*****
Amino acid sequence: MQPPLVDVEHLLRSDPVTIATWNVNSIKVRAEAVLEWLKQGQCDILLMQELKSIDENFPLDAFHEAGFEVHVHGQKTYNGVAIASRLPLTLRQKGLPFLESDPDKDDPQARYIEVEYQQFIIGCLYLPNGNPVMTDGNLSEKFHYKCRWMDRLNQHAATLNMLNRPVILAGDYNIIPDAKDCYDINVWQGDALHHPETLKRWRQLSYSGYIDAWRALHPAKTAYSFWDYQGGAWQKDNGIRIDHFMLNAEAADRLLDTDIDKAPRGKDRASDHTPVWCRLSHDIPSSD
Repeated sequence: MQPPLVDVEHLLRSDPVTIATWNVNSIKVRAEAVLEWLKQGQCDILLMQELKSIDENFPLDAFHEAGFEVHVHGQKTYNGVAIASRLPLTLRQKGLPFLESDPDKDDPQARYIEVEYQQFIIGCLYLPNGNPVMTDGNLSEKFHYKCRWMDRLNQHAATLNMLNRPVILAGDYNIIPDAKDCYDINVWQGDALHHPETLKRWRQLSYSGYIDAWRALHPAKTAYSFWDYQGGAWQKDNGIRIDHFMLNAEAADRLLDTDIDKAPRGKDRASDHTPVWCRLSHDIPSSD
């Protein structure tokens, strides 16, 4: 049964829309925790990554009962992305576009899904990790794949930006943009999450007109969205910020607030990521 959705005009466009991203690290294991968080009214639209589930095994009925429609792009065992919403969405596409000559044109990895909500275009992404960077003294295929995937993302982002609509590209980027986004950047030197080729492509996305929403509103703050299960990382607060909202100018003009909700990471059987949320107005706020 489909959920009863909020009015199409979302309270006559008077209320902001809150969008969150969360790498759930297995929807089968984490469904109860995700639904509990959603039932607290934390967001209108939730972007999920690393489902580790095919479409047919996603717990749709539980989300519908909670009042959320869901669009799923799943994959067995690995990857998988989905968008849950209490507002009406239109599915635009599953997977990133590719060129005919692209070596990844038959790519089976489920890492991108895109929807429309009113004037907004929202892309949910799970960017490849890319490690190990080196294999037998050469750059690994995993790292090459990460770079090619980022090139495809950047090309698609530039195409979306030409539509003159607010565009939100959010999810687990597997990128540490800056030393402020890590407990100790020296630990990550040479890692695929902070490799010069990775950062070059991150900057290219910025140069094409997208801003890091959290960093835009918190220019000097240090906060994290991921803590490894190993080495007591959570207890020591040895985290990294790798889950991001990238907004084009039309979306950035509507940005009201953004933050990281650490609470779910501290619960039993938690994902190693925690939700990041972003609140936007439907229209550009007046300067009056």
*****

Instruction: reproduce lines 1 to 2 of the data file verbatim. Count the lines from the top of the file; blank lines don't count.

Amino acid sequence: MQPPLVDVEHLLRSDPVTIATWNVNSIKVRAEAVLEWLKQGQCDILLMQELKSIDENFPLDAFHEAGFEVHVHGQKTYNGVAIASRLPLTLRQKGLPFLESDPDKDDPQARYIEVEYQQFIIGCLYLPNGNPVMTDGNLSEKFHYKCRWMDRLNQHAATLNMLNRPVILAGDYNIIPDAKDCYDINVWQGDALHHPETLKRWRQLSYSGYIDAWRALHPAKTAYSFWDYQGGAWQKDNGIRIDHFMLNAEAADRLLDTDIDKAPRGKDRASDHTPVWCRLSHDIPSSD
Repeated sequence: MQPPLVDVEHLLRSDPVTIATWNVNSIKVRAEAVLEWLKQGQCDILLMQELKSIDENFPLDAFHEAGFEVHVHGQKTYNGVAIASRLPLTLRQKGLPFLESDPDKDDPQARYIEVEYQQFIIGCLYLPNGNPVMTDGNLSEKFHYKCRWMDRLNQHAATLNMLNRPVILAGDYNIIPDAKDCYDINVWQGDALHHPETLKRWRQLSYSGYIDAWRALHPAKTAYSFWDYQGGAWQKDNGIRIDHFMLNAEAADRLLDTDIDKAPRGKDRASDHTPVWCRLSHDIPSSD